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Newington : Real Estate Advice

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  • Local Info4
  • Home Buying6
  • Home Selling0
  • Market Conditions0

Activity 13
Tue Mar 26, 2013
answered:
Hello Guiseppe,

To accurately give the APR for any loan product, I would need some additional information. Feel free to email me at lynne.oliveri@guaranteedrate.com and I can go voer this in more detail. I would not need any of your personal information, just information on loan size, taxes, area you are buying in, so I can estimate some of the fees associated with a CHFA loan.

Lynne Oliveri
VP of Mortgage Lending
Guaranteed Rate
NMLS#22204
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Wed Apr 29, 2015
Christopher Pagli answered:
Hi, You can check www.AngiesList.com, it's a great site for recommended service providers. The recommendations are from real people and no service provider can pay to be on the site, etc.

Chris
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Wed Oct 31, 2012
Mark Mnich answered:
Outside of the rental websites, Craigslist and the local paper, your best bet is using a local REALTOR, particularly one who specializes in multi-family homes and rentals. They routinely work with investors so they always have their "ear to the ground" for new opportunities.

I'm currently carrying a couple of rental properties myself. One is a 3BR, 2.5BA house in the Mt. Carmel section of Hamden and the other is a 2BR, 2BA townhouse-style condo in the Westville section of New Haven. If you'd like more info, please email me at EmbarkWithMARK@GMail.com.
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Sat Jun 23, 2012
Lucy Kinnane answered:
This home is located on a public street. Nepaug street is on the edge of Newington and about 6 blocks from West Hartford's town line.
0 votes 1 answer Share Flag
Wed Jan 19, 2011
Sarah Klamm answered:
In Kansas, you can count a lower level room as a bedroom if it has a window and a door. You have to have 2 exits from any bedroom and one has to be to the outside.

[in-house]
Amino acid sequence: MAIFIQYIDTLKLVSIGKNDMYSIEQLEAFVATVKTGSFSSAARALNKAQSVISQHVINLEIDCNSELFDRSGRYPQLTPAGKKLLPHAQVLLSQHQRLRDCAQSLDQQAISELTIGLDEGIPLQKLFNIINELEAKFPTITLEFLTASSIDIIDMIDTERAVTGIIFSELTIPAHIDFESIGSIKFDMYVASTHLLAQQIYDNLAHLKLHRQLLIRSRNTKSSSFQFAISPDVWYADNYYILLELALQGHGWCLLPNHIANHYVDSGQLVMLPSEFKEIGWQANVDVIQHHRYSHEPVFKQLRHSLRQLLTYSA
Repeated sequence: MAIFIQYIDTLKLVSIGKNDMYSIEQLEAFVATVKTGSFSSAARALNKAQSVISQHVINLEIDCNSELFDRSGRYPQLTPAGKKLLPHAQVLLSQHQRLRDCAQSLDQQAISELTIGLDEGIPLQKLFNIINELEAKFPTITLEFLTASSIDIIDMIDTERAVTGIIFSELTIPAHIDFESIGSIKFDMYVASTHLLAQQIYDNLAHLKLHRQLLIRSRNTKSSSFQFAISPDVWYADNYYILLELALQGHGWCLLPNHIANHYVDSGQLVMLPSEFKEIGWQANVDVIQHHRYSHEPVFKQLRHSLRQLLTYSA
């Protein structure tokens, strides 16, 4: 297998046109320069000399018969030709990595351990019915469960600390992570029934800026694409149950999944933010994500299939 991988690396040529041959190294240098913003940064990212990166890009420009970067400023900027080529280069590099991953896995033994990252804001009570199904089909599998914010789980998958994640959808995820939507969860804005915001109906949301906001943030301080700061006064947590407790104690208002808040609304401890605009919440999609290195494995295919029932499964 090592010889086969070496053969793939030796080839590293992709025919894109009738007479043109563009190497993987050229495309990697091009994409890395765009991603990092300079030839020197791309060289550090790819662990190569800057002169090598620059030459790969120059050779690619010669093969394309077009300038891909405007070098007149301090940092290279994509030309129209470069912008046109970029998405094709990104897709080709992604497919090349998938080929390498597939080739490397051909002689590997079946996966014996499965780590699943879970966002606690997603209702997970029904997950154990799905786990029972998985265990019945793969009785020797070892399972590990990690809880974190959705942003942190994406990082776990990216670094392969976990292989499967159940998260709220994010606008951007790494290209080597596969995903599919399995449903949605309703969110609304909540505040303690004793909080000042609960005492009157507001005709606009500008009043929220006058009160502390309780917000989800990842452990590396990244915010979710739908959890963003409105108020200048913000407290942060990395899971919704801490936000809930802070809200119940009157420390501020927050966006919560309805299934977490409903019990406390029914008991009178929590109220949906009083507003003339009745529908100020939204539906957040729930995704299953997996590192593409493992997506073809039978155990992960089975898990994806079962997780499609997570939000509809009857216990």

0 votes 8 answers Share Flag
Wed Jan 19, 2011
John Valdez answered:
I use Rich quite often, let him know I referred you and he will take great care of you:

Inside & Out Home Inspection
Rich Westervelt
Tel: 860-379-3805

For a second opinion:
Rich refers me to Pillar and Post when he is too busy or on vacation:

1813 Main Street, Newington, CT, 06111-3942. Phone: (860)828-3533
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Wed Aug 26, 2015
Kevin Olson, Jessica Laude answered:
Hello Jasmin,

In some cases yes, but in others no. A lot can depend on the type of soil in the area, which can dictate the retention of water and/or runoff. Another factor is the size and shape of the hill. What type of landscaping do the homes above have?

To figure out the situation for this home I would call a professional landscaper to analyze things for you.
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0 votes 3 answers Share Flag
Sun Aug 15, 2010
Deborah Madey answered:
Hi,

In order to do a short sale, you must complete financial disclosures listing all of your assets. You must list any acct or property where your name appears as a legal owner, even if it there just for convenience. If you do not, the bank may find it anyway, and determine that you willfully misrepresented your financial position.

You can try to explain to the bank that the account is "Mom's" - but they will likely look at that as an asset of yours. In the future, you can always check with the bank about putting you on Mom's acct as POA instead of a joint account holder.